We in Vanguard Investment Strategy Group read. A lot. So it was with great interest that I came across a recent article on Bloomberg about the earnings report from Warren Buffett’s company, Berkshire Hathaway.¹ The article said that cash holdings at Berkshire Hathaway recently topped $50 billion. Now, while Mr. Buffett is known for waiting for just the right opportunity to invest and then doing so decisively, there’s only one Warren Buffett.
It may be easy for us to cherry-pick his results and believe that, because he’s enjoyed such documented success, market-timing can work for anyone. The actual evidence of widespread investor success is sparse, though (for more, see Vanguard’s principles for investing success; in PDF, see pages 27–32). For the rest of us, market-timing is often a negative sum game, where we end up on the losing end of performance.
So as the “portfolio manager” of my family’s assets, I immediately looked at the portion of our portfolio allocated to cash and did some deep thinking. Am I in fact catering to an internal belief that I can pick the right time to invest in riskier assets and falling prey to the very studies that we and others have shown is a loser’s game? Or is cash actually part of my strategic asset allocation? If so, am I comfortable earning 1 basis point of yield in Vanguard Pennsylvania Tax-Exempt Money Market Fund? And what purpose does that allocation serve?
Or instead, should I just view the cash balance as a carve-out of my broader portfolio, serving as a liquidity pool and source of funding should I need it for planned or even unexpected spending, such as getting my driveway replaced this summer (sorely needed, by the way)?
Notes: Values are purely hypothetical and do not represent actual portfolios.
Fortunately (now’s the time to accuse me of shameless promotion of my Investment Strategy Group colleagues), Vanguard has a short piece on cash titled “Managing Cash in Your Portfolio.”² Its authors (and my colleagues), Sarah Hammer and Fran Kinniry, outline several considerations that I found helpful. First they write, “Two often-recognized downsides of holding cash are, first, that the money earns very little yield, and, second, that it remains subject to inflation risk.” As an example, since the start of 2000, the Consumer Price Index has increased an average of 2.41% per year (through July 31), while Vanguard Prime Money Market Fund has returned an average of 2.08% per year. Over longer periods, we’d expect cash to return modestly more than inflation, but the point remains. So the question of whether cash should have a permanent place in my portfolio as part of my asset allocation was answered—no, for those keeping track at home.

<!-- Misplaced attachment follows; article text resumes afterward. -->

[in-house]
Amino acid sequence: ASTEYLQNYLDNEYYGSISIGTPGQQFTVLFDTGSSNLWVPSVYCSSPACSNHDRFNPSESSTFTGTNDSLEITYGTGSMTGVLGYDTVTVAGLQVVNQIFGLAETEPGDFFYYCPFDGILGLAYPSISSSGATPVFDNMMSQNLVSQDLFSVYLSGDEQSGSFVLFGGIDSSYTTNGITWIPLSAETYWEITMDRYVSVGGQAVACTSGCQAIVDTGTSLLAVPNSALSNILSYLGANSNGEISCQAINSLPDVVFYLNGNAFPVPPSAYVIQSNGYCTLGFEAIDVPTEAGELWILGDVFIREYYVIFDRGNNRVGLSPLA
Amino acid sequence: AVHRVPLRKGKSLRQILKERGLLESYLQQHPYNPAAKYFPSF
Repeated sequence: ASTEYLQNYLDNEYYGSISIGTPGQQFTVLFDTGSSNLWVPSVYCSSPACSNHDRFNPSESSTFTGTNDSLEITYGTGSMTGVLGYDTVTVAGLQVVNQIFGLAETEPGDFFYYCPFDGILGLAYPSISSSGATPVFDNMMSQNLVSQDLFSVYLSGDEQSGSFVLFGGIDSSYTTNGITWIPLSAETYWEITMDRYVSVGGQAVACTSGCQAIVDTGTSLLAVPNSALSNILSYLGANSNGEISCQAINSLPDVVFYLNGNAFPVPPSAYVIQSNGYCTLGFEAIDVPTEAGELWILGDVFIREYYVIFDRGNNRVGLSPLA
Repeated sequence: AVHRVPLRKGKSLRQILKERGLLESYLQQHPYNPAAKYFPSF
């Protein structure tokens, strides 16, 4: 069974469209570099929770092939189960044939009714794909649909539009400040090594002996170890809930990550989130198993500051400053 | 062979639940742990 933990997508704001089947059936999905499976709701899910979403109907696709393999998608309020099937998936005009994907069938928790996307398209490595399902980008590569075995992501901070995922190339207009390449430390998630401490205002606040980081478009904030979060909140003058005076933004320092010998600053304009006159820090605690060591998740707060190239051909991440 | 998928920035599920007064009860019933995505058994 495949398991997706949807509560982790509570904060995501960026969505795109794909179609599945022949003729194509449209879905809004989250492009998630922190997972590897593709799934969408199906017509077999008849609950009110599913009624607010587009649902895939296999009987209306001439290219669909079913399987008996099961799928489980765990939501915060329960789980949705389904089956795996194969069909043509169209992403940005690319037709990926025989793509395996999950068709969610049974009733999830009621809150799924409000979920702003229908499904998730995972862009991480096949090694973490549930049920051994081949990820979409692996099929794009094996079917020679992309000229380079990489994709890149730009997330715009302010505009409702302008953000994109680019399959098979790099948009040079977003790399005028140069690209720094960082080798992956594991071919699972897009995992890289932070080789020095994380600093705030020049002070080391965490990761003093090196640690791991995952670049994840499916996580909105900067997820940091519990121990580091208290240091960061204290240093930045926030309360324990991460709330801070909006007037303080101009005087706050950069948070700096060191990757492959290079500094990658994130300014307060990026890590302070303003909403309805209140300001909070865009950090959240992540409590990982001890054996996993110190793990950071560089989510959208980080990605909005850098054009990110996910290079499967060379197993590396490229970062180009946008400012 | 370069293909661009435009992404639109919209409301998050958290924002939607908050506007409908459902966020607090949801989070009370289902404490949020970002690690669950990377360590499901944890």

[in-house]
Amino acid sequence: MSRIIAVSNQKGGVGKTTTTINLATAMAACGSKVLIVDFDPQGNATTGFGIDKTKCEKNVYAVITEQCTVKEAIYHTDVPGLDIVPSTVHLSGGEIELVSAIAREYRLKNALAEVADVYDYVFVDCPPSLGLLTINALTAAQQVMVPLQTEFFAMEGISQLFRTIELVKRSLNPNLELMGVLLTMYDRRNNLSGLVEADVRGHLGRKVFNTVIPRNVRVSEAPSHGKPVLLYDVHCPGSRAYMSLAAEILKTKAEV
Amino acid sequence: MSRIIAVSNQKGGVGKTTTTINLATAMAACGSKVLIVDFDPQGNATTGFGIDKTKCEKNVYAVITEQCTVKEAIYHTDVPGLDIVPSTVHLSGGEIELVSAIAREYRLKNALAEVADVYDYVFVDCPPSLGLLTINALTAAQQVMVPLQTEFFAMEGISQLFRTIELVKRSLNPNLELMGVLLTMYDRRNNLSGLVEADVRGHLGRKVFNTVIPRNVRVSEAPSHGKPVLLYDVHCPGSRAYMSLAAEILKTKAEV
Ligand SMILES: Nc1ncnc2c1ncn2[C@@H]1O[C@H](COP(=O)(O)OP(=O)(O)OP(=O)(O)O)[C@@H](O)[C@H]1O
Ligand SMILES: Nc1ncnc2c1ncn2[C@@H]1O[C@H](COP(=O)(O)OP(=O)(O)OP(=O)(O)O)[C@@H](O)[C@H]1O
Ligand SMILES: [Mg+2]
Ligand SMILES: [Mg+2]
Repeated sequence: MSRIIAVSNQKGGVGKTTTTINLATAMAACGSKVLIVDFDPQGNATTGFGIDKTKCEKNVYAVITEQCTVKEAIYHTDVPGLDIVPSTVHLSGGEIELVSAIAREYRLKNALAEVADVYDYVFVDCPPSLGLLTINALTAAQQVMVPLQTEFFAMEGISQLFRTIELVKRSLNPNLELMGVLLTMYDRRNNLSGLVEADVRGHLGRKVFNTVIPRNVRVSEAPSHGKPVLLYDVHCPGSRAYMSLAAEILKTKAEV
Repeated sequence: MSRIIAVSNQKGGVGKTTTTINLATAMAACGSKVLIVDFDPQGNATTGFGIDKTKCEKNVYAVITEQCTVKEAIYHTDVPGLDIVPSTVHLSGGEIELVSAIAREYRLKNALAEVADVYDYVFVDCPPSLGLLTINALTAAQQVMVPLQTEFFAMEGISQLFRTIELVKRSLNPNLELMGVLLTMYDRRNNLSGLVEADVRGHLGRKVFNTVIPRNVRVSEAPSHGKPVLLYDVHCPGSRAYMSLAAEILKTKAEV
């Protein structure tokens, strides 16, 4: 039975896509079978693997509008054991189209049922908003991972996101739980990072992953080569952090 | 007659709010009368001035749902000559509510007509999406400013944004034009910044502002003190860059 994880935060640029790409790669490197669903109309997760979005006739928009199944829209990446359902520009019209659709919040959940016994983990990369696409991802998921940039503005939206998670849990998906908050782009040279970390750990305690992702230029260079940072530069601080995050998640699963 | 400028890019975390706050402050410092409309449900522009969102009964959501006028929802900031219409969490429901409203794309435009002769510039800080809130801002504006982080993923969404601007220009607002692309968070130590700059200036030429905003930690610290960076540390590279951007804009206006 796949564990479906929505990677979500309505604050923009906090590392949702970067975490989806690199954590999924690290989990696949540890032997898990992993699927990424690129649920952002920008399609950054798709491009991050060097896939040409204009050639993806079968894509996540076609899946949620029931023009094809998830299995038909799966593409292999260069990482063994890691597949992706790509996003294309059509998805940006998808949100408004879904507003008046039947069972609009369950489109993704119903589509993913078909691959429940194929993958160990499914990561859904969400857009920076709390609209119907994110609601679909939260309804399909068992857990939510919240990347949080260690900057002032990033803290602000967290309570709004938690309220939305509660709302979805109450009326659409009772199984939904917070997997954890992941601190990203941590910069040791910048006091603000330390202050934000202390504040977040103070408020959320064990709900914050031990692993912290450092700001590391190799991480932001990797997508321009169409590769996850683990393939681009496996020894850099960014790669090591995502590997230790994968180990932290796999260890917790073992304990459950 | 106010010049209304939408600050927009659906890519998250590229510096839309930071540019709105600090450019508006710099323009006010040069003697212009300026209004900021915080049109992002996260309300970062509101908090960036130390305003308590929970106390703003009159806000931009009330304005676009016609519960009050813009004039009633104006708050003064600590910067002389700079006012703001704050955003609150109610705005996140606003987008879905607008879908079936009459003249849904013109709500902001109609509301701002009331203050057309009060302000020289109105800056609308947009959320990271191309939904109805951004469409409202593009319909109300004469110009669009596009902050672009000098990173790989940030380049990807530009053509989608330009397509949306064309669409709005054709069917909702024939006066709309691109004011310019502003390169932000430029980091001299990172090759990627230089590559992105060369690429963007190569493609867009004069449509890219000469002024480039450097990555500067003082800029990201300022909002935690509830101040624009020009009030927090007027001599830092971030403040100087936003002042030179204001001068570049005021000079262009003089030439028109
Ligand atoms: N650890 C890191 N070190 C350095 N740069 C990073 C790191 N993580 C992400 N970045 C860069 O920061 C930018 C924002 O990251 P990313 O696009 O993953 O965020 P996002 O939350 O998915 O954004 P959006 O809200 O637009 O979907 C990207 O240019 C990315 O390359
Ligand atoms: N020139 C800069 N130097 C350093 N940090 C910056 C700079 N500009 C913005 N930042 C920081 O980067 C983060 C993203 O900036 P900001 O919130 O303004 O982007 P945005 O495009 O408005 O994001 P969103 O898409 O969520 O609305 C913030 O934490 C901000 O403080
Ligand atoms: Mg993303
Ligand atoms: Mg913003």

Second, they clearly state, “Cash should generally be thought of as separate from the rest of the investor’s portfolio … and should be invested in the vehicle that best matches the need.” In terms of answering the question “What should I do?” this is about as clear as one can get (see Figure 1 for an example). The point about the “vehicle” can’t be overlooked. If liquidity and stability are of critical importance, you should evaluate investments such as bonds carefully because of the possibility of loss of principal. Again, for those keeping score, the answer to my other key question about cash’s purpose is that it should be used for emergencies or scheduled spending from a portfolio.
All in all, after reviewing my portfolio and considering the place of cash, I’m comfortable in the size of our allocation and its core purpose. I don’t view it as part of my overall asset allocation. I am fine with it earning 1 basis point because I don’t want to take any excess risk with that pool of capital. And I will not use it to purchase higher-risk assets “when the timing is right.” While everyone has their own unique circumstances, hopefully you find this paper as helpful as I did when thinking about the role of cash.
And to answer my original question… Cash: What is it good for? Absolutely everything (that requires liquidity or short-term spending)!
Please remember that all investments involve some risk. Be aware that fluctuations in the financial markets and other factors may cause declines in the value of your account. There is no guarantee that any particular asset allocation or mix of funds will meet your investment objectives or provide you with a given level of income.
An investment in a money market fund is not insured or guaranteed by the Federal Deposit Insurance Corporation or any other government agency. Although a money market fund seeks to preserve the value of your investment at $1 per share, it is possible to lose money by investing in such a fund.